The protest came only hours before Pope Francis gathered Catholic leaders from around the world for a landmark summit at the Vatican to address the church's sex abuse crisis. Video footage showed three men attaching a rope around the statue of the late Monsignor Henryk Jankowski in the northern city of Gdansk and then pulling it down to the ground in the dark. The activists then placed children's underwear in one of the statue's hands and a small white lace church vestment worn by altar boys on the statue's body to symbolize the suffering of the young people he allegedly molested.
It was a striking act in a country where more than 90 percent of the population identifies as Roman Catholic and where the church still enjoys significant authority in public life. That position appears to be changing, however, as secularization grows along with a developing economy.
Church leaders have also alienated some Poles with their close ties to the conservative ruling party, which has been accused of eroding Poland's democratic culture and institutions. Police detained the three men and opened an investigation into whether they committed the crime of "insulting a monument."
Jankowski, who died in 2010, rose to prominence in the 1980s through his support for the pro-democracy Solidarity movement and its leader, Lech Walesa, in their struggle against Poland's communist regime. World leaders including President George H.W. Bush and British Prime Minister Margaret Thatcher visited his St. Brygida church in recognition of his anti-communist activity.
But in recent months, Polish media have carried allegations that he abused minors, mostly boys but also girls. A foundation that represents victims of abuse recently said several people have also come to them with reports of having been abused by Jankowski.
In a manifesto, the activists in Gdansk accused Jankowski of "vile" acts against young people entrusted into his care. They accused the church of "systemic complicity in the evil done to people by Henryk Jankowski" and they accused public officials of looking away from the problem.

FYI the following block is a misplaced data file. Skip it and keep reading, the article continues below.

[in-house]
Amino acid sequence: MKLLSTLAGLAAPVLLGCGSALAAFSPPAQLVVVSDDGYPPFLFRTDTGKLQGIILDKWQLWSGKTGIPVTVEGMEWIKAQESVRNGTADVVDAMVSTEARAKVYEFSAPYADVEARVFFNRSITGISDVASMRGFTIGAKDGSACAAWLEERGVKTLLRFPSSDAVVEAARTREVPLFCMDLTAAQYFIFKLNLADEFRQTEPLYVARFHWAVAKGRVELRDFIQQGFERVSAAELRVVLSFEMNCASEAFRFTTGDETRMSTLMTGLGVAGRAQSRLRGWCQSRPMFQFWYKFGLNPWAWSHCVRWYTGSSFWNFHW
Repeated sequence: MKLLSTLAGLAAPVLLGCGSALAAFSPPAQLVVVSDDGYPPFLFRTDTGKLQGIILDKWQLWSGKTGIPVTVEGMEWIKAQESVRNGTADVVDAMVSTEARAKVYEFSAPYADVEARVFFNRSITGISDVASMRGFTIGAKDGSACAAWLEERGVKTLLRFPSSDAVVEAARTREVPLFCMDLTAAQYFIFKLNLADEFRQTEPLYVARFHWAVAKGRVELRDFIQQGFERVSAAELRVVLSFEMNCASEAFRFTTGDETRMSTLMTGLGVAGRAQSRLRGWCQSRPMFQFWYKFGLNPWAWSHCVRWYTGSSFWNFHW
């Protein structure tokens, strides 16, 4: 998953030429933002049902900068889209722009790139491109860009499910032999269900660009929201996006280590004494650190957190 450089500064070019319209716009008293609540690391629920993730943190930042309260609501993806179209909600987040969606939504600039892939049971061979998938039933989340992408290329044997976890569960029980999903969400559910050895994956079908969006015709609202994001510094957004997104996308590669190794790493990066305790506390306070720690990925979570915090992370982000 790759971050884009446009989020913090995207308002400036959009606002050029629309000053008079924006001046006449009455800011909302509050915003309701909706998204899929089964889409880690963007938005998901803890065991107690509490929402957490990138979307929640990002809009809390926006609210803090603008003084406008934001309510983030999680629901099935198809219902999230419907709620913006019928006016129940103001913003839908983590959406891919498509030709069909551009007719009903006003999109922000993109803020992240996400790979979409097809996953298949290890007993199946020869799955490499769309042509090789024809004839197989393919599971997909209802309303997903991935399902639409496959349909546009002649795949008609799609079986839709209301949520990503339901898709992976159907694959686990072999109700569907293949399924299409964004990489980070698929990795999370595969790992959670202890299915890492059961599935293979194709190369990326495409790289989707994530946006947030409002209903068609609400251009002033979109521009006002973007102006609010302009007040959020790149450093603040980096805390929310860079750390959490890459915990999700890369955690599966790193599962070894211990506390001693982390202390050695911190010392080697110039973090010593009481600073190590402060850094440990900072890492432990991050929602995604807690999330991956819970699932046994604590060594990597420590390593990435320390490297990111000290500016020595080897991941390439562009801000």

They said their own actions were in no way directed against the faithful. "Driven by concern for the common good and respect for human dignity and freedom, we undertake our action in the conviction not only of its profound rightfulness, but also of its public usefulness, and as such, we summit to the community's judgment," the manifesto said. It was signed by the three activists, Konrad Korzeniowski, Rafal R. Suszek and Michal Wojcieszczuk.
The three cushioned the fall of the statue with tires, explaining that their goal was not to physically destroy the monument but rather to upend "the false and hideous myth" of the priest. By morning, authorities had cordoned off the area and covered the statue.
City authorities said they will not return the monument to its place, but will put it in storage. An official said the base was damaged and it would not be safe to re-erect. The city, in any case, has been seeking to remove the statue using legal procedures.
The Polish Bishops' Conference released a statement Thursday which did not mention the action, but which vowed "zero tolerance" of pedophilia. It said it has been working for 10 years to fight the problem of clergy abuse.
"The Catholic Church is the most advanced institution in this field in our country," it said.
More AP coverage of clergy sex abuse at https://www.apnews.com/Sexualabusebyclergy